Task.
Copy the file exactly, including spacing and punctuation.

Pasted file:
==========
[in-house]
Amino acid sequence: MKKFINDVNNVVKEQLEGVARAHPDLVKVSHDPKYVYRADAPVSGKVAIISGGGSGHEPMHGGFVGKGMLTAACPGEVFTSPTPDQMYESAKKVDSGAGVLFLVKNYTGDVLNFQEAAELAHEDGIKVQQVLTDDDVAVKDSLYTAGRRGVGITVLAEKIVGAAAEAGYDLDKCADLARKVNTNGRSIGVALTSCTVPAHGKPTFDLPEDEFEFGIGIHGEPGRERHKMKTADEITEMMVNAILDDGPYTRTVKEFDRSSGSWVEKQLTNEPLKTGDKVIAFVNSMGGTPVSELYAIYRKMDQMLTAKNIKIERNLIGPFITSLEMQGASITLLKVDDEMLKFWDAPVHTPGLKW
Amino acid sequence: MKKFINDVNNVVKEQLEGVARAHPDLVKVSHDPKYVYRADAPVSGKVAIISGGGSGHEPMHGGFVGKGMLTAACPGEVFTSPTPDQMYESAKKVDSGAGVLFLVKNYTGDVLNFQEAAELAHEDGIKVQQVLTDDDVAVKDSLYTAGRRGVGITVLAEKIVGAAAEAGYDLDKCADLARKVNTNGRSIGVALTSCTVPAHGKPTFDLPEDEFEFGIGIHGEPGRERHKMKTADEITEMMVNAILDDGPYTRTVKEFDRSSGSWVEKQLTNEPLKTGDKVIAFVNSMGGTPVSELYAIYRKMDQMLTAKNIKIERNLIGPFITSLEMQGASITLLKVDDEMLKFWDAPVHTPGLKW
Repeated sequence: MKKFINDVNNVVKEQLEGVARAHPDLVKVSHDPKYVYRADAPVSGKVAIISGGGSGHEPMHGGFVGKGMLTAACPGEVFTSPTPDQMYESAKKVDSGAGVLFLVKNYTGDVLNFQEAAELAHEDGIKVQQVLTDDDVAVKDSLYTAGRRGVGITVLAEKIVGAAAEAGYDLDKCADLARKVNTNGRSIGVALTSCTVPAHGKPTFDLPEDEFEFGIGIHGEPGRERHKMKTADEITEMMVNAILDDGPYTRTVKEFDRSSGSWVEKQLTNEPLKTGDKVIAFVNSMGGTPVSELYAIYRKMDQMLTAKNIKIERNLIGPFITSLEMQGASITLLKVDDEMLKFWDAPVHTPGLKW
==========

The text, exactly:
[in-house]
Amino acid sequence: MKKFINDVNNVVKEQLEGVARAHPDLVKVSHDPKYVYRADAPVSGKVAIISGGGSGHEPMHGGFVGKGMLTAACPGEVFTSPTPDQMYESAKKVDSGAGVLFLVKNYTGDVLNFQEAAELAHEDGIKVQQVLTDDDVAVKDSLYTAGRRGVGITVLAEKIVGAAAEAGYDLDKCADLARKVNTNGRSIGVALTSCTVPAHGKPTFDLPEDEFEFGIGIHGEPGRERHKMKTADEITEMMVNAILDDGPYTRTVKEFDRSSGSWVEKQLTNEPLKTGDKVIAFVNSMGGTPVSELYAIYRKMDQMLTAKNIKIERNLIGPFITSLEMQGASITLLKVDDEMLKFWDAPVHTPGLKW
Amino acid sequence: MKKFINDVNNVVKEQLEGVARAHPDLVKVSHDPKYVYRADAPVSGKVAIISGGGSGHEPMHGGFVGKGMLTAACPGEVFTSPTPDQMYESAKKVDSGAGVLFLVKNYTGDVLNFQEAAELAHEDGIKVQQVLTDDDVAVKDSLYTAGRRGVGITVLAEKIVGAAAEAGYDLDKCADLARKVNTNGRSIGVALTSCTVPAHGKPTFDLPEDEFEFGIGIHGEPGRERHKMKTADEITEMMVNAILDDGPYTRTVKEFDRSSGSWVEKQLTNEPLKTGDKVIAFVNSMGGTPVSELYAIYRKMDQMLTAKNIKIERNLIGPFITSLEMQGASITLLKVDDEMLKFWDAPVHTPGLKW
Repeated sequence: MKKFINDVNNVVKEQLEGVARAHPDLVKVSHDPKYVYRADAPVSGKVAIISGGGSGHEPMHGGFVGKGMLTAACPGEVFTSPTPDQMYESAKKVDSGAGVLFLVKNYTGDVLNFQEAAELAHEDGIKVQQVLTDDDVAVKDSLYTAGRRGVGITVLAEKIVGAAAEAGYDLDKCADLARKVNTNGRSIGVALTSCTVPAHGKPTFDLPEDEFEFGIGIHGEPGRERHKMKTADEITEMMVNAILDDGPYTRTVKEFDRSSGSWVEKQLTNEPLKTGDKVIAFVNSMGGTPVSELYAIYRKMDQMLTAKNIKIERNLIGPFITSLEMQGASITLLKVDDEMLKFWDAPVHTPGLKW